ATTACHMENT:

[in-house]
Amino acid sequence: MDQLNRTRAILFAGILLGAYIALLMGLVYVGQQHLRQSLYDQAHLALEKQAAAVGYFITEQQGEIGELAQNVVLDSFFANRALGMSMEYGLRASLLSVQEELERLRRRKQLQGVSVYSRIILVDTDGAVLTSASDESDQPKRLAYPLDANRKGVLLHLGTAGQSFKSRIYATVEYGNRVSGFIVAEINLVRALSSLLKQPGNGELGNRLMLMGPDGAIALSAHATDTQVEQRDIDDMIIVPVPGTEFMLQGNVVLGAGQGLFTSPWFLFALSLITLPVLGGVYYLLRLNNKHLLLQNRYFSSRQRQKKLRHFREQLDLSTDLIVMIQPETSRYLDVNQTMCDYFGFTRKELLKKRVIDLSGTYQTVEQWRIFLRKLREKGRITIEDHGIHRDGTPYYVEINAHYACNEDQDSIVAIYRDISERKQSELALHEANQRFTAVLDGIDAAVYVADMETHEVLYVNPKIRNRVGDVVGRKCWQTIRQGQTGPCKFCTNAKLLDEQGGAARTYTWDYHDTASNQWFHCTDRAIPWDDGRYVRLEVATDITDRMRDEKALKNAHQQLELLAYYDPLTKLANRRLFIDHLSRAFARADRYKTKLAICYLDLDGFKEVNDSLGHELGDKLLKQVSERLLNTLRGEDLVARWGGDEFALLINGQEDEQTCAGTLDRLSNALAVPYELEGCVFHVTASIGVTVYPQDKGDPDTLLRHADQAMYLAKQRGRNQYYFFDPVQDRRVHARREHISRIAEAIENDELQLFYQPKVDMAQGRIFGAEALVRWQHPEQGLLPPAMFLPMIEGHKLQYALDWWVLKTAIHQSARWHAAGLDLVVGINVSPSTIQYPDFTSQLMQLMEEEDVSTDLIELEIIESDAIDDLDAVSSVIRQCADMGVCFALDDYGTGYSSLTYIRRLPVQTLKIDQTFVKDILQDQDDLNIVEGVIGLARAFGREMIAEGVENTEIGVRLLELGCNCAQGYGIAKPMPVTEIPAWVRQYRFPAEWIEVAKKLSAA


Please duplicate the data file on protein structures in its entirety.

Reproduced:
[in-house]
Amino acid sequence: MDQLNRTRAILFAGILLGAYIALLMGLVYVGQQHLRQSLYDQAHLALEKQAAAVGYFITEQQGEIGELAQNVVLDSFFANRALGMSMEYGLRASLLSVQEELERLRRRKQLQGVSVYSRIILVDTDGAVLTSASDESDQPKRLAYPLDANRKGVLLHLGTAGQSFKSRIYATVEYGNRVSGFIVAEINLVRALSSLLKQPGNGELGNRLMLMGPDGAIALSAHATDTQVEQRDIDDMIIVPVPGTEFMLQGNVVLGAGQGLFTSPWFLFALSLITLPVLGGVYYLLRLNNKHLLLQNRYFSSRQRQKKLRHFREQLDLSTDLIVMIQPETSRYLDVNQTMCDYFGFTRKELLKKRVIDLSGTYQTVEQWRIFLRKLREKGRITIEDHGIHRDGTPYYVEINAHYACNEDQDSIVAIYRDISERKQSELALHEANQRFTAVLDGIDAAVYVADMETHEVLYVNPKIRNRVGDVVGRKCWQTIRQGQTGPCKFCTNAKLLDEQGGAARTYTWDYHDTASNQWFHCTDRAIPWDDGRYVRLEVATDITDRMRDEKALKNAHQQLELLAYYDPLTKLANRRLFIDHLSRAFARADRYKTKLAICYLDLDGFKEVNDSLGHELGDKLLKQVSERLLNTLRGEDLVARWGGDEFALLINGQEDEQTCAGTLDRLSNALAVPYELEGCVFHVTASIGVTVYPQDKGDPDTLLRHADQAMYLAKQRGRNQYYFFDPVQDRRVHARREHISRIAEAIENDELQLFYQPKVDMAQGRIFGAEALVRWQHPEQGLLPPAMFLPMIEGHKLQYALDWWVLKTAIHQSARWHAAGLDLVVGINVSPSTIQYPDFTSQLMQLMEEEDVSTDLIELEIIESDAIDDLDAVSSVIRQCADMGVCFALDDYGTGYSSLTYIRRLPVQTLKIDQTFVKDILQDQDDLNIVEGVIGLARAFGREMIAEGVENTEIGVRLLELGCNCAQGYGIAKPMPVTEIPAWVRQYRFPAEWIEVAKKLSAA